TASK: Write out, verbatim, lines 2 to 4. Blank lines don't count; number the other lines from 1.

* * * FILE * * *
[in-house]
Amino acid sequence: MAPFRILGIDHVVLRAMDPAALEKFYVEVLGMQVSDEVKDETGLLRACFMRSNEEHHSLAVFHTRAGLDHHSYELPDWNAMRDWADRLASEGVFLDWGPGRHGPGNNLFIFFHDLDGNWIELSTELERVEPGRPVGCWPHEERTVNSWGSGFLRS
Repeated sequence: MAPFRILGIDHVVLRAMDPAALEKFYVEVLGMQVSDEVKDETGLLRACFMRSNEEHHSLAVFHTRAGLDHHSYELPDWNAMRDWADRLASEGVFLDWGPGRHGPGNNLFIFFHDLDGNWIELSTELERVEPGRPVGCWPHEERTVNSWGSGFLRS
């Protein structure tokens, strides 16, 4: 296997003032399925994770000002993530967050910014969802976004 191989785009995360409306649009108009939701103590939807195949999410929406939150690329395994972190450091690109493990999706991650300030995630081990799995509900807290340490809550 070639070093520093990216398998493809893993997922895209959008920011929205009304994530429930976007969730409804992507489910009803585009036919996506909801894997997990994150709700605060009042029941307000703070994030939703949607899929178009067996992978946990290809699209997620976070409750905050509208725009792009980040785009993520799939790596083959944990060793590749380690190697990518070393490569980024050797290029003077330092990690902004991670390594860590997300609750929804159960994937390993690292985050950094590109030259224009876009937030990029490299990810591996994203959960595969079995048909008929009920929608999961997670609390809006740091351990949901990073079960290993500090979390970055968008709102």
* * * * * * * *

Amino acid sequence: MAPFRILGIDHVVLRAMDPAALEKFYVEVLGMQVSDEVKDETGLLRACFMRSNEEHHSLAVFHTRAGLDHHSYELPDWNAMRDWADRLASEGVFLDWGPGRHGPGNNLFIFFHDLDGNWIELSTELERVEPGRPVGCWPHEERTVNSWGSGFLRS
Repeated sequence: MAPFRILGIDHVVLRAMDPAALEKFYVEVLGMQVSDEVKDETGLLRACFMRSNEEHHSLAVFHTRAGLDHHSYELPDWNAMRDWADRLASEGVFLDWGPGRHGPGNNLFIFFHDLDGNWIELSTELERVEPGRPVGCWPHEERTVNSWGSGFLRS
């Protein structure tokens, strides 16, 4: 296997003032399925994770000002993530967050910014969802976004 191989785009995360409306649009108009939701103590939807195949999410929406939150690329395994972190450091690109493990999706991650300030995630081990799995509900807290340490809550 070639070093520093990216398998493809893993997922895209959008920011929205009304994530429930976007969730409804992507489910009803585009036919996506909801894997997990994150709700605060009042029941307000703070994030939703949607899929178009067996992978946990290809699209997620976070409750905050509208725009792009980040785009993520799939790596083959944990060793590749380690190697990518070393490569980024050797290029003077330092990690902004991670390594860590997300609750929804159960994937390993690292985050950094590109030259224009876009937030990029490299990810591996994203959960595969079995048909008929009920929608999961997670609390809006740091351990949901990073079960290993500090979390970055968008709102």